I started working at Hawthorne Books in fall of 2009 and now, 17 books later, I’m proud say that I’ve worked on half of the books that Hawthorne has published since it was founded in 2001. I’ve also worked with the majority of Hawthorne’s authors, since Hawthorne makes a habit of building long-lasting author relationships and publishing numerous titles by many of its authors, such as Poe Ballantine, Lidia Yuknavitch, Scott Nadelson, and Tom Spanbauer.
That last fine-feathered author – Mr. Tom Spanbauer – had a standing-room only, packed-to-the-gills reading for his latest novel I Loved You More at Powell’s City of Books earlier this week on the book’s launch day and it was pure magic. You might think, after publicizing 17 books and attending so many author readings and book parties over the years, that I might be a little bit jaded with book events. I still love them. And Tom’s Powell’s reading was one of my all-time favorites, mostly due to his generosity of spirit. I don’t want to get a song stuck in your head but I do have to say – love was in the air. So sorry. I’m a jerk.
As Hawthorne senior editor Adam O’Connor Rodriguez and I walked into the Pearl Room for the reading Portland author, lovely Suzy Vitello Soulé, author of The Moment Before, and friends were handing out these buttons to anyone and everyone. If you’ve read I Loved You More you understand how sweet the gesture is and how important the word is throughout the novel. Love it.
Adam kindly gave up his seat and the one next to him so that a couple of women standing behind us could get comfortable. The house was packed and standing room only. As the women sat down, we made introductions and it turned out that Paula and Theresa were Tom’s elementary through high school friends from Pocatello, Idaho. They moved to Portland years ago and now run The Book Corner used bookstore in Beaverton next to the Beaverton Public Library. Tom thanked them both for coming to the reading in his introduction and let everyone know that he was lucky enough to go on his very first date, way back when, with Theresa, and that he would have asked Paula on a date as well if he thought she would have obliged. A good audience laugh. So sweet.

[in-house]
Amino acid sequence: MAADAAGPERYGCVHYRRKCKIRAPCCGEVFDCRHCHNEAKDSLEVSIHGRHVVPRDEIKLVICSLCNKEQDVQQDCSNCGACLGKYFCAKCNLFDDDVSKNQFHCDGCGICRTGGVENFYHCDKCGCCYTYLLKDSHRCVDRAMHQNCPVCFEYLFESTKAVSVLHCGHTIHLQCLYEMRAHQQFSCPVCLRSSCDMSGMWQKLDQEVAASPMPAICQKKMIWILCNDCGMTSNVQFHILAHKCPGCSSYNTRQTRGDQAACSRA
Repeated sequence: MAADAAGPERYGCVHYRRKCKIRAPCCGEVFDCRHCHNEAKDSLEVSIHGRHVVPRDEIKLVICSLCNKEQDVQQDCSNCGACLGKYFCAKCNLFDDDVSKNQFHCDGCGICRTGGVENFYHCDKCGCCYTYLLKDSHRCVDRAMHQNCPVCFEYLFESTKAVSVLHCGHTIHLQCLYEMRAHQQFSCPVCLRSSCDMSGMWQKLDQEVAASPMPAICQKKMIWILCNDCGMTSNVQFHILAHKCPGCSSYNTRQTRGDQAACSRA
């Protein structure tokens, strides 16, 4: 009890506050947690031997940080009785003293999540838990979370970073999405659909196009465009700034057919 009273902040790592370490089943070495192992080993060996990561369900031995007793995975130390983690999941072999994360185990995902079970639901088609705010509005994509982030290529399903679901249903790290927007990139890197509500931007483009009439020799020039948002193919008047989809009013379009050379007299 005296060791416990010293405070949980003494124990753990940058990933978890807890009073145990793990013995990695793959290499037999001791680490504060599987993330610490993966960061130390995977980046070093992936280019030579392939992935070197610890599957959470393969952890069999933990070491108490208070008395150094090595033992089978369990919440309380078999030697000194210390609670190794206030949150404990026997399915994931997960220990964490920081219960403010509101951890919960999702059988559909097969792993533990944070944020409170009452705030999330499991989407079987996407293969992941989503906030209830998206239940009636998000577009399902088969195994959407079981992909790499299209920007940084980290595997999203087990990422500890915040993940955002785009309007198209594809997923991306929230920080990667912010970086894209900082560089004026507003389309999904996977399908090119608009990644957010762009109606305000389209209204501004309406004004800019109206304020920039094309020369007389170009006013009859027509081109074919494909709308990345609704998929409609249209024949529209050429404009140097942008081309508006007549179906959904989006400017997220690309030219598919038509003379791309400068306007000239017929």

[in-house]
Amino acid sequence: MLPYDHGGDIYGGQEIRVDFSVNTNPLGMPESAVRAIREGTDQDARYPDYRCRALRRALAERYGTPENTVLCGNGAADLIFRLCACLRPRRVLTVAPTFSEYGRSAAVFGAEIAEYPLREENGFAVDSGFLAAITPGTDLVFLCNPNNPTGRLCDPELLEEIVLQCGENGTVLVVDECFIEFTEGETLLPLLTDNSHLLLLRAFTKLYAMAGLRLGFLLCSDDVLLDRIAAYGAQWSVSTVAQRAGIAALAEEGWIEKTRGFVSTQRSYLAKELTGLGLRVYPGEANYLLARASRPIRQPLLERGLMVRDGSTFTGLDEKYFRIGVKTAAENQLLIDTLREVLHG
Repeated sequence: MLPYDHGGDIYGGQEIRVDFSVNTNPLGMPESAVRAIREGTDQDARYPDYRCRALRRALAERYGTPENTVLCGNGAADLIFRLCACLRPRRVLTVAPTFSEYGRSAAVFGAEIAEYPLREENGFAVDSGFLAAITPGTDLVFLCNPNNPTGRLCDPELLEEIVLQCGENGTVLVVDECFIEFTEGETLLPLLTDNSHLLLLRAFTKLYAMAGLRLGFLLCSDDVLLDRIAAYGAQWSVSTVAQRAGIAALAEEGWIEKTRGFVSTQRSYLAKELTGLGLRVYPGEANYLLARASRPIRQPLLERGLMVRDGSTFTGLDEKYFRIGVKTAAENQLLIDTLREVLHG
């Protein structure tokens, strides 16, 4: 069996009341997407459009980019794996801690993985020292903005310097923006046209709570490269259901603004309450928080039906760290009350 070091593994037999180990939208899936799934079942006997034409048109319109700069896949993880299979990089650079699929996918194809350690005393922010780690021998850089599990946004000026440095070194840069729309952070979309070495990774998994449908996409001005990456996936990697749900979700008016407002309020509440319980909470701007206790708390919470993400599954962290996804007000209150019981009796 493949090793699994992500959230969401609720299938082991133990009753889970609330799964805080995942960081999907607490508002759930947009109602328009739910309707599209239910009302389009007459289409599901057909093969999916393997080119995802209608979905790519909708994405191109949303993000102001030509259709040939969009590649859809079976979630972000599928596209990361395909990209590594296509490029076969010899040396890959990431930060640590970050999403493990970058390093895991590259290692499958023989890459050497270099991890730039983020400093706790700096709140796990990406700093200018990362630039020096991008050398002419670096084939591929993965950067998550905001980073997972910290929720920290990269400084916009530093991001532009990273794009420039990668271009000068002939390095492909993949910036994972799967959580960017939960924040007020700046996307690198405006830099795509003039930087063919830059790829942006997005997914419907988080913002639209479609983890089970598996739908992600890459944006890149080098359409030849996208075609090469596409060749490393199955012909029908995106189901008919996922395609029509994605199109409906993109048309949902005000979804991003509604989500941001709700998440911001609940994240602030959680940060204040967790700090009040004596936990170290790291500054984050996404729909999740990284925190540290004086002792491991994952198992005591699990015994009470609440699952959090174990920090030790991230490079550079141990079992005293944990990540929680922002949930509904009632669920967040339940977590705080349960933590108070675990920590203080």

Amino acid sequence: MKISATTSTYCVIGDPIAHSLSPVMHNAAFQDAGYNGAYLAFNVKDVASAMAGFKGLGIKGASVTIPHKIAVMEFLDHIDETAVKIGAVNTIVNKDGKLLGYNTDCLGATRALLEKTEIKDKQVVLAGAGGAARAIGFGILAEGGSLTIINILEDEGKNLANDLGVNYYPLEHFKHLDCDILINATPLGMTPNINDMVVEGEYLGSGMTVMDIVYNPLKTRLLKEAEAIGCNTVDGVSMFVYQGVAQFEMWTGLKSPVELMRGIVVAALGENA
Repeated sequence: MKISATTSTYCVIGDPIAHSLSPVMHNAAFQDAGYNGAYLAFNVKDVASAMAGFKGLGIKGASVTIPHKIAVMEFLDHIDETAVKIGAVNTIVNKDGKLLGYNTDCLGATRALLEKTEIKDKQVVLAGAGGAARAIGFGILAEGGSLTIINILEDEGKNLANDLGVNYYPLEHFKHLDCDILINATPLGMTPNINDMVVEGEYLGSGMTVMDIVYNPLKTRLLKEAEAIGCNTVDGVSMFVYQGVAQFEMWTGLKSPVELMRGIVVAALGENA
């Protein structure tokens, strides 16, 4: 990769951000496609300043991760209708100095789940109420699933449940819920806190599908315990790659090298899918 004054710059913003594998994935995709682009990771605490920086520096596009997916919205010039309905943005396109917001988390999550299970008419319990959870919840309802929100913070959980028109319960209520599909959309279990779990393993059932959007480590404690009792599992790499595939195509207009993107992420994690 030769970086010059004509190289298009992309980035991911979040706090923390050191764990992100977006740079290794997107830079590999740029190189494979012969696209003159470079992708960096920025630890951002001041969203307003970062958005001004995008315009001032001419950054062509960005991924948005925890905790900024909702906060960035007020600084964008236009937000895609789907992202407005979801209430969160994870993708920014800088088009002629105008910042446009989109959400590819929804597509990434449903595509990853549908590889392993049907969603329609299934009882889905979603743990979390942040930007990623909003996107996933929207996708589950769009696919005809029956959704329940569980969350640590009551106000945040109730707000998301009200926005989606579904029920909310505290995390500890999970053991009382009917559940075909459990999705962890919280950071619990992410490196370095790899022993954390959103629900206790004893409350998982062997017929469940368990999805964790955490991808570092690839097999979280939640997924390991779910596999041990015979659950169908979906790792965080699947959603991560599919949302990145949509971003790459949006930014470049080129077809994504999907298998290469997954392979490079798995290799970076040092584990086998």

Hawthorne Books author Lidia Yuknavitch – author of The Chronology of Water and Dora: A Headcase—introduced Tom with heartfelt and tear-jerking words that spoke to his influence on the world of Pacific Northwest writing, particularly his impact on the Portland writing scene through his Dangerous Writing.
And then Mr. Spanbauer took to the podium and gave a few emotional words of gratitude before setting into his reading. He read from the very beginning of the book and then afterward answered a slew of wide and varied questions. One audience member asked if Tom is ever distracted during his 4-6 hour daily writing shifts and Tom replied that he’d grown up on a farm in Idaho where, day after day, he’d put his head down and bale hay for many-hour stretches. After making that steady, solid work-ethic connection to his writing Tom added, “I’m a little cray cray,” and everyone laughed again.
The line to get to Tom after the reading was long and winding. It was a very inspiring reading and Q&A and I bet even some of the nonwriters in the room were moved that night to go home and write.
Hawthorne Books loves you more!
Tom’s incredible heart-of-gold partner, Mr. Michael Sage Ricci, with his dapper crew.
Thanks to everyone again for coming out for the magical Tom Spanbauer night, and thank you forever and always, Powell’s Books.
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